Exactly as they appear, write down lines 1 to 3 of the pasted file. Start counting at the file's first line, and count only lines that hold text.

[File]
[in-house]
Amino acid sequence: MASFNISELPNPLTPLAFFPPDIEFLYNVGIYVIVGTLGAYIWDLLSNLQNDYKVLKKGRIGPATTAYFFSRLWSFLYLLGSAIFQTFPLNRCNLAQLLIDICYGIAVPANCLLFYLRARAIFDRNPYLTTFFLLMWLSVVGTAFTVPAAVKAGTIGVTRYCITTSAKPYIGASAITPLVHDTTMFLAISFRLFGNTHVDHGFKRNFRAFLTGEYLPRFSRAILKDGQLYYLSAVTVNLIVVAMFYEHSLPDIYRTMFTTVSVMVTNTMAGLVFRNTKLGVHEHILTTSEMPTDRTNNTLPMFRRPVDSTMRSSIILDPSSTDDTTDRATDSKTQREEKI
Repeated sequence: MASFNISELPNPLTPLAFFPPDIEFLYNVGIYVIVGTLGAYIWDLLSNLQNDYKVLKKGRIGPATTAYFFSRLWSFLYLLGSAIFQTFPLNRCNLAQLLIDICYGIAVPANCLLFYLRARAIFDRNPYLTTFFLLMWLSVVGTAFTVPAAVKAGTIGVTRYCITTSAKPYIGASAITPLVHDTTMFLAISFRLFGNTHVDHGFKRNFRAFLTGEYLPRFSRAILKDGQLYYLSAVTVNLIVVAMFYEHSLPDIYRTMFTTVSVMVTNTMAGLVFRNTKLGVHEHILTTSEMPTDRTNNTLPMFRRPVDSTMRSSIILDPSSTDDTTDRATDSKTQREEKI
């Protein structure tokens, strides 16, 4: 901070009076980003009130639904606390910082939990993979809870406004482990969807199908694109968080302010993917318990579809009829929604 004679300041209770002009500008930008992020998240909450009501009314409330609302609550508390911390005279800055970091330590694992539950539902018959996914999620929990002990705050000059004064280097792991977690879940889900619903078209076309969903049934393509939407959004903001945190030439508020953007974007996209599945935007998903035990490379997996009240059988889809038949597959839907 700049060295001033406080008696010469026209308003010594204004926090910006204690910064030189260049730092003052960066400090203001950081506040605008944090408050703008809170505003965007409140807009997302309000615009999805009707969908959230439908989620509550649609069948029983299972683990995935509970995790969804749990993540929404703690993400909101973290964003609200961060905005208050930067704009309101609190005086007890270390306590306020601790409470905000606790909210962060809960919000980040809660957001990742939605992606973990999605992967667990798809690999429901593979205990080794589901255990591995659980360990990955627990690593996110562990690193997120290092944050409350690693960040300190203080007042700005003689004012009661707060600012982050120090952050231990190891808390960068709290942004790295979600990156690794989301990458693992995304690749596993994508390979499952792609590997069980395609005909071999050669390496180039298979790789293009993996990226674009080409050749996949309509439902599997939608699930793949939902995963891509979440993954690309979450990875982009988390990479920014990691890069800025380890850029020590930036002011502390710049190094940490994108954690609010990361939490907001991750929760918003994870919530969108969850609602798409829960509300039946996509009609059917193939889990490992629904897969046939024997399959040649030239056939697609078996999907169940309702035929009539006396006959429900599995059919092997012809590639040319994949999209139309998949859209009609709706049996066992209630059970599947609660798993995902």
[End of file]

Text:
[in-house]
Amino acid sequence: MASFNISELPNPLTPLAFFPPDIEFLYNVGIYVIVGTLGAYIWDLLSNLQNDYKVLKKGRIGPATTAYFFSRLWSFLYLLGSAIFQTFPLNRCNLAQLLIDICYGIAVPANCLLFYLRARAIFDRNPYLTTFFLLMWLSVVGTAFTVPAAVKAGTIGVTRYCITTSAKPYIGASAITPLVHDTTMFLAISFRLFGNTHVDHGFKRNFRAFLTGEYLPRFSRAILKDGQLYYLSAVTVNLIVVAMFYEHSLPDIYRTMFTTVSVMVTNTMAGLVFRNTKLGVHEHILTTSEMPTDRTNNTLPMFRRPVDSTMRSSIILDPSSTDDTTDRATDSKTQREEKI
Repeated sequence: MASFNISELPNPLTPLAFFPPDIEFLYNVGIYVIVGTLGAYIWDLLSNLQNDYKVLKKGRIGPATTAYFFSRLWSFLYLLGSAIFQTFPLNRCNLAQLLIDICYGIAVPANCLLFYLRARAIFDRNPYLTTFFLLMWLSVVGTAFTVPAAVKAGTIGVTRYCITTSAKPYIGASAITPLVHDTTMFLAISFRLFGNTHVDHGFKRNFRAFLTGEYLPRFSRAILKDGQLYYLSAVTVNLIVVAMFYEHSLPDIYRTMFTTVSVMVTNTMAGLVFRNTKLGVHEHILTTSEMPTDRTNNTLPMFRRPVDSTMRSSIILDPSSTDDTTDRATDSKTQREEKI